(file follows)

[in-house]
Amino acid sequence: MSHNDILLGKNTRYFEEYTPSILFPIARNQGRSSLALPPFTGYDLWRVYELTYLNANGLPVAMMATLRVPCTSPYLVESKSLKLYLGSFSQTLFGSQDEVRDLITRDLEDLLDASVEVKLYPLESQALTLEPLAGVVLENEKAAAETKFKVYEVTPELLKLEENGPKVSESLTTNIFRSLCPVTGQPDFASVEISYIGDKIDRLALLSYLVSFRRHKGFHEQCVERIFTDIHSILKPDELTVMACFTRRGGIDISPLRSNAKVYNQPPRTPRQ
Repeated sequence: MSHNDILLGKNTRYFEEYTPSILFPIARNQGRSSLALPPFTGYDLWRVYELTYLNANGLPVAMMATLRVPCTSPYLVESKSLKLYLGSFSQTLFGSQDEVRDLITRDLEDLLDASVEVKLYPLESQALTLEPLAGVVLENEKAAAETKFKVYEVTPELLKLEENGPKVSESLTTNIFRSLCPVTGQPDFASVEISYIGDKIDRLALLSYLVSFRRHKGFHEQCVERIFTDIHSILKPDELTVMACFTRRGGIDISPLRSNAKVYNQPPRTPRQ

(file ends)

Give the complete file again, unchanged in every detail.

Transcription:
[in-house]
Amino acid sequence: MSHNDILLGKNTRYFEEYTPSILFPIARNQGRSSLALPPFTGYDLWRVYELTYLNANGLPVAMMATLRVPCTSPYLVESKSLKLYLGSFSQTLFGSQDEVRDLITRDLEDLLDASVEVKLYPLESQALTLEPLAGVVLENEKAAAETKFKVYEVTPELLKLEENGPKVSESLTTNIFRSLCPVTGQPDFASVEISYIGDKIDRLALLSYLVSFRRHKGFHEQCVERIFTDIHSILKPDELTVMACFTRRGGIDISPLRSNAKVYNQPPRTPRQ
Repeated sequence: MSHNDILLGKNTRYFEEYTPSILFPIARNQGRSSLALPPFTGYDLWRVYELTYLNANGLPVAMMATLRVPCTSPYLVESKSLKLYLGSFSQTLFGSQDEVRDLITRDLEDLLDASVEVKLYPLESQALTLEPLAGVVLENEKAAAETKFKVYEVTPELLKLEENGPKVSESLTTNIFRSLCPVTGQPDFASVEISYIGDKIDRLALLSYLVSFRRHKGFHEQCVERIFTDIHSILKPDELTVMACFTRRGGIDISPLRSNAKVYNQPPRTPRQ